For several years I went without healthcare because I couldn’t afford to use it. Between the combination of high insurance premiums, near minimum wage jobs and costly deductibles, health care that that I paid into was still out of reach. I remember vividly from my childhood the same financial strain my mother had in using her insurance. If someone can’t afford to use your insurance, what good is it? When I had the opportunity to review the SustiNet heath plan passed by the state House and Senate, H.B. No. 6600, I was a somewhat disappointed. Seeing as this proposal comes from the Universal Health Care Foundation of Connecticut, I had been expecting something more resembling a “single-payer” system; more specifically, a healthcare plan that could be accessed by all and afforded by all.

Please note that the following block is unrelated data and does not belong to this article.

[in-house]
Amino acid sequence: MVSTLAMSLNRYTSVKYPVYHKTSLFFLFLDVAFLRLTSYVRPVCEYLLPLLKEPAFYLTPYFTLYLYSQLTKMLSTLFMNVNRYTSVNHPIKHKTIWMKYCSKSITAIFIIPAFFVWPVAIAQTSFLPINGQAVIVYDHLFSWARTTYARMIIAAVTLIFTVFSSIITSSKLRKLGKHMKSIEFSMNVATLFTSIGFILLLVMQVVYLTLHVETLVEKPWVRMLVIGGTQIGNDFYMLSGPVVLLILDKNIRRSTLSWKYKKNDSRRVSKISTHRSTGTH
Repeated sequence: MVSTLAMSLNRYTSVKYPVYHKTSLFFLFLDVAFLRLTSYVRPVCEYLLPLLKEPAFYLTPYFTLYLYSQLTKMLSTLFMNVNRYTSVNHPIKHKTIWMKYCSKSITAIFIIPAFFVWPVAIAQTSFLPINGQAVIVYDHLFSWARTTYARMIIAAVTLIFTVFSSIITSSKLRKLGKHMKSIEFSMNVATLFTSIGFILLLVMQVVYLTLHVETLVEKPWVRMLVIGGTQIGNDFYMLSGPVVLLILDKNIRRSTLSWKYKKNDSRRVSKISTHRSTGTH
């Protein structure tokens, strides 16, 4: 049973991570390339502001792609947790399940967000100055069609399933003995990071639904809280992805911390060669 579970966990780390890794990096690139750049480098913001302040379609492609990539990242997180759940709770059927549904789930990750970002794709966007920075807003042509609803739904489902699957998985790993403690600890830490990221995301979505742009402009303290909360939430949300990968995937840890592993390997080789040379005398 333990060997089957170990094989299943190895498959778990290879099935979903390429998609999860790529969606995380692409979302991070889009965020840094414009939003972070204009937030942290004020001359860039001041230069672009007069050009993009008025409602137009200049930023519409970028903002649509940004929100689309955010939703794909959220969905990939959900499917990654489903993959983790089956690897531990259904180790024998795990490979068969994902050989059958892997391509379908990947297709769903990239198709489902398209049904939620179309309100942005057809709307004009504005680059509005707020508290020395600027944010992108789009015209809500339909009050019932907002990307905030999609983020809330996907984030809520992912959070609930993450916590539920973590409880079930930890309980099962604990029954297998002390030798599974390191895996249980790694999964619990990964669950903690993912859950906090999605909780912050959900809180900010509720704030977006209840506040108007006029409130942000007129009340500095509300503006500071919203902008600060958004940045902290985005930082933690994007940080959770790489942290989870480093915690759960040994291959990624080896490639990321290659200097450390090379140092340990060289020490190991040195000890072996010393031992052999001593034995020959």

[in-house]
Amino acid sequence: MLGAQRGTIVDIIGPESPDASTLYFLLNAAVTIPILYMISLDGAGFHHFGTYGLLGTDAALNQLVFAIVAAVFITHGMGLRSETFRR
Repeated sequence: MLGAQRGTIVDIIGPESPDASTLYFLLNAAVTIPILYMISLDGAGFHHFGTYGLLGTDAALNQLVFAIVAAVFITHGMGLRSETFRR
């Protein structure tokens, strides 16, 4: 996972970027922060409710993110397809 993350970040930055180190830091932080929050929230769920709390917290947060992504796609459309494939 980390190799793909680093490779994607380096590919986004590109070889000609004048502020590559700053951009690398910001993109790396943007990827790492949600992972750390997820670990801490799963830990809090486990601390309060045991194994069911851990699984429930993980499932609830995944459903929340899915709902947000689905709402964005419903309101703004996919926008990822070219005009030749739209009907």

A “guarantee of access” to high quality coverage is important. Cost control to manage a sustainable program is as well. But what does SustiNet do for the people who will still become permanently indebted just to live? The status quo of someone living vs. someone dying because universal coverage is still out of reach will still exist. “Cheap” is, after all, relative. Is SustiNet “Healthcare we can count on?” Not if every single person can’t afford to buy into it. The health plan proposed in SustiNet will undoubtedly help many people acquire health insurance. However, it still leaves many people effectively without it. If scores of individuals still can’t afford coverage, has a universal right-to-affordable-healthcare standard been fulfilled?